People who experience mental illness often have difficulty functioning in work, school or family activities. Despite this, the majority of those with mental illness are able to live full lives with effective treatments. Many people don’t get the help they need because of stigma and lack of understanding.
Psychologists are working to change this. They’re researching the causes of mental health problems and helping families and communities cope. They’re also developing new therapies and training doctors to better treat their patients. They’re behind recent recommendations by the U.S. Preventive Services Task Force that mental health screenings for anxiety and depression be added to routine preventive care for children and teens.
In addition, psychologists are leading the effort to develop evidence-based mental health care that is accessible and affordable for all. For example, they’re designing new ways to deliver psychological care in primary care settings, such as mobile health apps and telehealth services. They’re also testing innovative payment models that reward providers for providing quality care and reducing costs.
What is a mental illness?
A mental illness is a health condition that affects your emotions, thoughts and behavior. A person’s mood can swing from normal to abnormal, and if it is disruptive to your life or the lives of those around you, it may be time to seek help.
There are many different types of mental illnesses, such as anxiety, bipolar disorder, depression, schizophrenia and eating disorders. A psychiatric diagnosis is made by a qualified psychiatrist or psychologist, who will assess your symptoms and history to determine the type of mental illness you have.
Scientists don’t know what causes most mental illnesses, but they do know that a combination of factors can contribute to their development. Some of these are biological — genes and aspects of how you learn and socialize can increase your risk. Other factors can include your environment, such as living in a war zone or dealing with abuse and trauma as a child. And some are caused by your personal choices, such as smoking or abusing drugs.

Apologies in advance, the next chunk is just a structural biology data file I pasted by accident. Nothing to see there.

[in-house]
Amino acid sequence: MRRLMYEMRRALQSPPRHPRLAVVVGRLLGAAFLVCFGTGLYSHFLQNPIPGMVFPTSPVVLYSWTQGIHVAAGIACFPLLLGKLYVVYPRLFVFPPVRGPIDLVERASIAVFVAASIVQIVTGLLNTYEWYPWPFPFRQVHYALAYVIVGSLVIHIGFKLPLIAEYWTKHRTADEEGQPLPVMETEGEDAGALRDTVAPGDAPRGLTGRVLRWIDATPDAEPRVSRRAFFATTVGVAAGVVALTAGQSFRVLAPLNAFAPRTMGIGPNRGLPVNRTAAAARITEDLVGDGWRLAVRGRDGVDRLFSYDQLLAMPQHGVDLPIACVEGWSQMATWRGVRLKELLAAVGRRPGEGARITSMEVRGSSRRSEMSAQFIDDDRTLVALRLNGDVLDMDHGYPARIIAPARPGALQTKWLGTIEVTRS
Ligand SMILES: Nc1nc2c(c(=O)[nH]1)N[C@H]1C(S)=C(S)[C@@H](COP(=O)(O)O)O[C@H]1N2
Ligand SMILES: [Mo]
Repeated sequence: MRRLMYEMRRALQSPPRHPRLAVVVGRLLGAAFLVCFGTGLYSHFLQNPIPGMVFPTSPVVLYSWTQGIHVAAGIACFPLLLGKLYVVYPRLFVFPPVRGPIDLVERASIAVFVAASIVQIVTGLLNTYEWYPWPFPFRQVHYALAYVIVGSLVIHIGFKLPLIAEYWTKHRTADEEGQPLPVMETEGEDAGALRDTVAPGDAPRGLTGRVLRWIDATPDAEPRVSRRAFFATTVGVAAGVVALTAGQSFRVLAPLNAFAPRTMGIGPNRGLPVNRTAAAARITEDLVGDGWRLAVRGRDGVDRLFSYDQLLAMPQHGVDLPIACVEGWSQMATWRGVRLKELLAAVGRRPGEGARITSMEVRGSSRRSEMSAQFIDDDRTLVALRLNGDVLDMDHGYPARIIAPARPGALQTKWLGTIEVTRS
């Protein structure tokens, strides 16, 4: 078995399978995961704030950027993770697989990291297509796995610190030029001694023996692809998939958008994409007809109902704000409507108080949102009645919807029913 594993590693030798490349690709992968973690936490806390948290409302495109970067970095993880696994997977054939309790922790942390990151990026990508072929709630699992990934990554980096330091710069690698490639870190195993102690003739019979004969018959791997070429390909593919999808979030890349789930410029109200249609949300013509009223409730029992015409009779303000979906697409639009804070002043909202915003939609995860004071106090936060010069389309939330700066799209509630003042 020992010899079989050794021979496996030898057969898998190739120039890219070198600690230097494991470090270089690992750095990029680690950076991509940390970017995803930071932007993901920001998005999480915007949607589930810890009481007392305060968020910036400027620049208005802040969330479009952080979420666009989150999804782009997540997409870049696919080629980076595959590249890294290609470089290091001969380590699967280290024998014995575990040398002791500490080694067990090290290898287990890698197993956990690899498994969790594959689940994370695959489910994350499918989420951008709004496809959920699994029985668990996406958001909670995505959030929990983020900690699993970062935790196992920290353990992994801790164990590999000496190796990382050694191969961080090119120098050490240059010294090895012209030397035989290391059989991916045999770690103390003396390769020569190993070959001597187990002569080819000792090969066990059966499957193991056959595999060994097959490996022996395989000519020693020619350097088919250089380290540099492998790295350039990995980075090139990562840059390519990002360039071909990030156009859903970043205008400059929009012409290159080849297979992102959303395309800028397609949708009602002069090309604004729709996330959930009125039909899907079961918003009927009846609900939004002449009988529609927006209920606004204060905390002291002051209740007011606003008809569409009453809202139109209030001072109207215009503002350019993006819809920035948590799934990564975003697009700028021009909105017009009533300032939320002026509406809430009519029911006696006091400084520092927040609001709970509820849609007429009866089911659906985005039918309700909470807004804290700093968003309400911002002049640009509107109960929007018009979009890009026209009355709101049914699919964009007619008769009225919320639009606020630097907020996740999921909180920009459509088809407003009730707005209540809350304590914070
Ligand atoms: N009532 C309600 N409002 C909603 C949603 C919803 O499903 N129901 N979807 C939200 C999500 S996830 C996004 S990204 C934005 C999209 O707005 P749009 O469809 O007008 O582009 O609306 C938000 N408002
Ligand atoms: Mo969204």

Often, people don’t realize they need help until it is too late. This is why it’s important to recognize the signs and talk to your doctor if you think you have a mental health problem. Treatments can include group, couple or individual therapy and medications. Some of the most common medicines for mental illness are antidepressants, mood stabilisers and antipsychotics. There are also a number of things you can do to stay healthy, including getting enough sleep, exercising regularly and staying connected with friends and family.
It’s important to remember that most mental illnesses are treatable. But, for too long, society has allowed stigma and a false sense of hopelessness to erect attitudinal and structural barriers to seeking help and recovery. It’s time to take these barriers down. Together, we can make a difference in the mental health of all people. By recognizing and supporting those who struggle, we can ensure that everyone has access to the care they need.